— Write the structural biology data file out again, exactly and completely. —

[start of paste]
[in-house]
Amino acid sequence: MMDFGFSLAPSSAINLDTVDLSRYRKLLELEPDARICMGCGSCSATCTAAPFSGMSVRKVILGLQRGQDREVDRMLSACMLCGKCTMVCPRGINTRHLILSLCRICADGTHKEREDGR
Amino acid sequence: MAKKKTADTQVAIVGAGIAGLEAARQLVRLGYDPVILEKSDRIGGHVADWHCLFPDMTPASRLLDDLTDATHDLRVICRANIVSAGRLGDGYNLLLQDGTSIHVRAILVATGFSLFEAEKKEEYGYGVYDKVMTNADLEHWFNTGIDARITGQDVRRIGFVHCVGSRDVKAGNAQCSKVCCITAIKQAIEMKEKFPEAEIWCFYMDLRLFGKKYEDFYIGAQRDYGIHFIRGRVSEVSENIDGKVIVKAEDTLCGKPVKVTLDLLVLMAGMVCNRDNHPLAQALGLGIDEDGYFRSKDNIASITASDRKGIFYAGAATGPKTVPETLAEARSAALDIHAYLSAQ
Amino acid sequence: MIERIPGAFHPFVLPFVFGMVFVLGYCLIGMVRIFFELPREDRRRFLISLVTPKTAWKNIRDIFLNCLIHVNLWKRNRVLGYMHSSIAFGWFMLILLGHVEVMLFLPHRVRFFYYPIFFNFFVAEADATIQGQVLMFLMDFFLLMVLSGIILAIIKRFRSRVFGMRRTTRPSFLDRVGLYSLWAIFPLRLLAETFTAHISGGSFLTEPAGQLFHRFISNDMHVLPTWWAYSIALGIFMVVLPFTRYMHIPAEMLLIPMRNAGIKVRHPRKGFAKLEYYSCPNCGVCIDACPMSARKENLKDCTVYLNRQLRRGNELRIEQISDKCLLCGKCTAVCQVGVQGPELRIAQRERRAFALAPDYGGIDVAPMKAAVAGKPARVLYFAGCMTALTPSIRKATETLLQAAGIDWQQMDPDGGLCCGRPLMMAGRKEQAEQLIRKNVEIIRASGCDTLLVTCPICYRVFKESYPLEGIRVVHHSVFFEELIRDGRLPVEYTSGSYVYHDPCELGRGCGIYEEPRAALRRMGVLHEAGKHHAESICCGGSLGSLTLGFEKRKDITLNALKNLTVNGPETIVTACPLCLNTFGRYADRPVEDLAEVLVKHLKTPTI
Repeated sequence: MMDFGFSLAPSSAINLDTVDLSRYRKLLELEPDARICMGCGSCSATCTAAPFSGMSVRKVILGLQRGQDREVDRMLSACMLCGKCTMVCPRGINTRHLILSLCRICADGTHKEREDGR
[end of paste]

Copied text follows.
[in-house]
Amino acid sequence: MMDFGFSLAPSSAINLDTVDLSRYRKLLELEPDARICMGCGSCSATCTAAPFSGMSVRKVILGLQRGQDREVDRMLSACMLCGKCTMVCPRGINTRHLILSLCRICADGTHKEREDGR
Amino acid sequence: MAKKKTADTQVAIVGAGIAGLEAARQLVRLGYDPVILEKSDRIGGHVADWHCLFPDMTPASRLLDDLTDATHDLRVICRANIVSAGRLGDGYNLLLQDGTSIHVRAILVATGFSLFEAEKKEEYGYGVYDKVMTNADLEHWFNTGIDARITGQDVRRIGFVHCVGSRDVKAGNAQCSKVCCITAIKQAIEMKEKFPEAEIWCFYMDLRLFGKKYEDFYIGAQRDYGIHFIRGRVSEVSENIDGKVIVKAEDTLCGKPVKVTLDLLVLMAGMVCNRDNHPLAQALGLGIDEDGYFRSKDNIASITASDRKGIFYAGAATGPKTVPETLAEARSAALDIHAYLSAQ
Amino acid sequence: MIERIPGAFHPFVLPFVFGMVFVLGYCLIGMVRIFFELPREDRRRFLISLVTPKTAWKNIRDIFLNCLIHVNLWKRNRVLGYMHSSIAFGWFMLILLGHVEVMLFLPHRVRFFYYPIFFNFFVAEADATIQGQVLMFLMDFFLLMVLSGIILAIIKRFRSRVFGMRRTTRPSFLDRVGLYSLWAIFPLRLLAETFTAHISGGSFLTEPAGQLFHRFISNDMHVLPTWWAYSIALGIFMVVLPFTRYMHIPAEMLLIPMRNAGIKVRHPRKGFAKLEYYSCPNCGVCIDACPMSARKENLKDCTVYLNRQLRRGNELRIEQISDKCLLCGKCTAVCQVGVQGPELRIAQRERRAFALAPDYGGIDVAPMKAAVAGKPARVLYFAGCMTALTPSIRKATETLLQAAGIDWQQMDPDGGLCCGRPLMMAGRKEQAEQLIRKNVEIIRASGCDTLLVTCPICYRVFKESYPLEGIRVVHHSVFFEELIRDGRLPVEYTSGSYVYHDPCELGRGCGIYEEPRAALRRMGVLHEAGKHHAESICCGGSLGSLTLGFEKRKDITLNALKNLTVNGPETIVTACPLCLNTFGRYADRPVEDLAEVLVKHLKTPTI
Repeated sequence: MMDFGFSLAPSSAINLDTVDLSRYRKLLELEPDARICMGCGSCSATCTAAPFSGMSVRKVILGLQRGQDREVDRMLSACMLCGKCTMVCPRGINTRHLILSLCRICADGTHKEREDGR